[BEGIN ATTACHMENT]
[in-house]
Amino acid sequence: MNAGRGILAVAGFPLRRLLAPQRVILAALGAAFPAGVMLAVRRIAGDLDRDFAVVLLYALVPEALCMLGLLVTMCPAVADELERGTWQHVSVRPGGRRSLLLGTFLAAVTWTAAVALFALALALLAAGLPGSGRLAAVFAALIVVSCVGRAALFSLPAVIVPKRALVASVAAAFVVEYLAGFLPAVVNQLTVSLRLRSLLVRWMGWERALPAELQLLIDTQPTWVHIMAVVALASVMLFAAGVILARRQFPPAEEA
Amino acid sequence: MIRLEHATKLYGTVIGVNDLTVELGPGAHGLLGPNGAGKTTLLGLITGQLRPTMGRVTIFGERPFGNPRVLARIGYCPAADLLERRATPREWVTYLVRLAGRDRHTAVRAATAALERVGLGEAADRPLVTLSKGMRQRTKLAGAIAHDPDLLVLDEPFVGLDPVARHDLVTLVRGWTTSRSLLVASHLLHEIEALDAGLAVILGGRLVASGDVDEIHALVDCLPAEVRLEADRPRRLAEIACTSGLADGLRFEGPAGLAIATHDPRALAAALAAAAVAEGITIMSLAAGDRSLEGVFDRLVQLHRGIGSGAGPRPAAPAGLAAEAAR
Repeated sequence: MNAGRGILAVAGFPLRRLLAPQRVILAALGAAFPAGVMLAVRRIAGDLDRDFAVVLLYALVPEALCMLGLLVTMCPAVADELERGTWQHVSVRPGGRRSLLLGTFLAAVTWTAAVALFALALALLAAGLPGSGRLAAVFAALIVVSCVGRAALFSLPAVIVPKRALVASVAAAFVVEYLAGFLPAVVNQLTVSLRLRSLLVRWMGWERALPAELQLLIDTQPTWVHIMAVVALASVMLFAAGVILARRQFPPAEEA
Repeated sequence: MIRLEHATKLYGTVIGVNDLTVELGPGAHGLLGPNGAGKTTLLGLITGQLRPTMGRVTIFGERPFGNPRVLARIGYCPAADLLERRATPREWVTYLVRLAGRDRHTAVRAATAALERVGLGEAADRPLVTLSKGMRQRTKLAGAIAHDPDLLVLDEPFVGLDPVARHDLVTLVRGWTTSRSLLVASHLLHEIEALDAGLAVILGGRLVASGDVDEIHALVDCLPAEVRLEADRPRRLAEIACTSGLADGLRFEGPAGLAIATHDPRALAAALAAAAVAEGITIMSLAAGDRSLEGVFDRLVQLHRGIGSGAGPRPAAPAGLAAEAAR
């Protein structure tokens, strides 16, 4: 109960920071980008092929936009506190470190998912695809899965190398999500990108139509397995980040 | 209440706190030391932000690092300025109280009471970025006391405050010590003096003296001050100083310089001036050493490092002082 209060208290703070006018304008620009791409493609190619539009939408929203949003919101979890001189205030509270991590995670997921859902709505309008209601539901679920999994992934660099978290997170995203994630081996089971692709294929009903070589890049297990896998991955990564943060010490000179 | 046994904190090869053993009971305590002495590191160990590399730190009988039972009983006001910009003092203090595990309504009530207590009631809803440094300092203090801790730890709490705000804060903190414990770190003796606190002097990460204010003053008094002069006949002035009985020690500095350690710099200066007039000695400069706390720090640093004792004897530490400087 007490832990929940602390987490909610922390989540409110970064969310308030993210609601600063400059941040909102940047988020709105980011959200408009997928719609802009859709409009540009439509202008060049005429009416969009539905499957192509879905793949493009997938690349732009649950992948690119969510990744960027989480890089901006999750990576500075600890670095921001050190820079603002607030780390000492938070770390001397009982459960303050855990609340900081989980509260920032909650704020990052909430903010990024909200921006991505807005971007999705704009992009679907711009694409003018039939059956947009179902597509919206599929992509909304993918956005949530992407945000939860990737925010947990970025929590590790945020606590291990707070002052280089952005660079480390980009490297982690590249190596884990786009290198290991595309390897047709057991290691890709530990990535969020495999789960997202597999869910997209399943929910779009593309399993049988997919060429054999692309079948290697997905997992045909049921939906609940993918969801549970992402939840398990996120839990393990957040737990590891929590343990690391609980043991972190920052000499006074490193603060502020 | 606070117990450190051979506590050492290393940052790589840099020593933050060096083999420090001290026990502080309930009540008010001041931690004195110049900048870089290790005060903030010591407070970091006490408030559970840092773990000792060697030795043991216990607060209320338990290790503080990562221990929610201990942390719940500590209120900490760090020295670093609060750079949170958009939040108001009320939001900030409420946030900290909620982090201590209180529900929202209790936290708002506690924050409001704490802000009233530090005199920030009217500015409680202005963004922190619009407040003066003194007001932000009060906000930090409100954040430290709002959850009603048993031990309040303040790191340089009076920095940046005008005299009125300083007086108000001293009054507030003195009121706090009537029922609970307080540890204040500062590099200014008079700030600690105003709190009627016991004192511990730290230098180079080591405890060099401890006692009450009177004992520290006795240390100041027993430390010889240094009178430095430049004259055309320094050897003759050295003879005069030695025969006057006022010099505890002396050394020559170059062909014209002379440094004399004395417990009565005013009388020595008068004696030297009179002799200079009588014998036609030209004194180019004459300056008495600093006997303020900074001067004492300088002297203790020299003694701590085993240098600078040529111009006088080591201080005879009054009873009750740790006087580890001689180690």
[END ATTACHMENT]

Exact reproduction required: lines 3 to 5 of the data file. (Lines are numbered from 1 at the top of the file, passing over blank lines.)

Amino acid sequence: MIRLEHATKLYGTVIGVNDLTVELGPGAHGLLGPNGAGKTTLLGLITGQLRPTMGRVTIFGERPFGNPRVLARIGYCPAADLLERRATPREWVTYLVRLAGRDRHTAVRAATAALERVGLGEAADRPLVTLSKGMRQRTKLAGAIAHDPDLLVLDEPFVGLDPVARHDLVTLVRGWTTSRSLLVASHLLHEIEALDAGLAVILGGRLVASGDVDEIHALVDCLPAEVRLEADRPRRLAEIACTSGLADGLRFEGPAGLAIATHDPRALAAALAAAAVAEGITIMSLAAGDRSLEGVFDRLVQLHRGIGSGAGPRPAAPAGLAAEAAR
Repeated sequence: MNAGRGILAVAGFPLRRLLAPQRVILAALGAAFPAGVMLAVRRIAGDLDRDFAVVLLYALVPEALCMLGLLVTMCPAVADELERGTWQHVSVRPGGRRSLLLGTFLAAVTWTAAVALFALALALLAAGLPGSGRLAAVFAALIVVSCVGRAALFSLPAVIVPKRALVASVAAAFVVEYLAGFLPAVVNQLTVSLRLRSLLVRWMGWERALPAELQLLIDTQPTWVHIMAVVALASVMLFAAGVILARRQFPPAEEA
Repeated sequence: MIRLEHATKLYGTVIGVNDLTVELGPGAHGLLGPNGAGKTTLLGLITGQLRPTMGRVTIFGERPFGNPRVLARIGYCPAADLLERRATPREWVTYLVRLAGRDRHTAVRAATAALERVGLGEAADRPLVTLSKGMRQRTKLAGAIAHDPDLLVLDEPFVGLDPVARHDLVTLVRGWTTSRSLLVASHLLHEIEALDAGLAVILGGRLVASGDVDEIHALVDCLPAEVRLEADRPRRLAEIACTSGLADGLRFEGPAGLAIATHDPRALAAALAAAAVAEGITIMSLAAGDRSLEGVFDRLVQLHRGIGSGAGPRPAAPAGLAAEAAR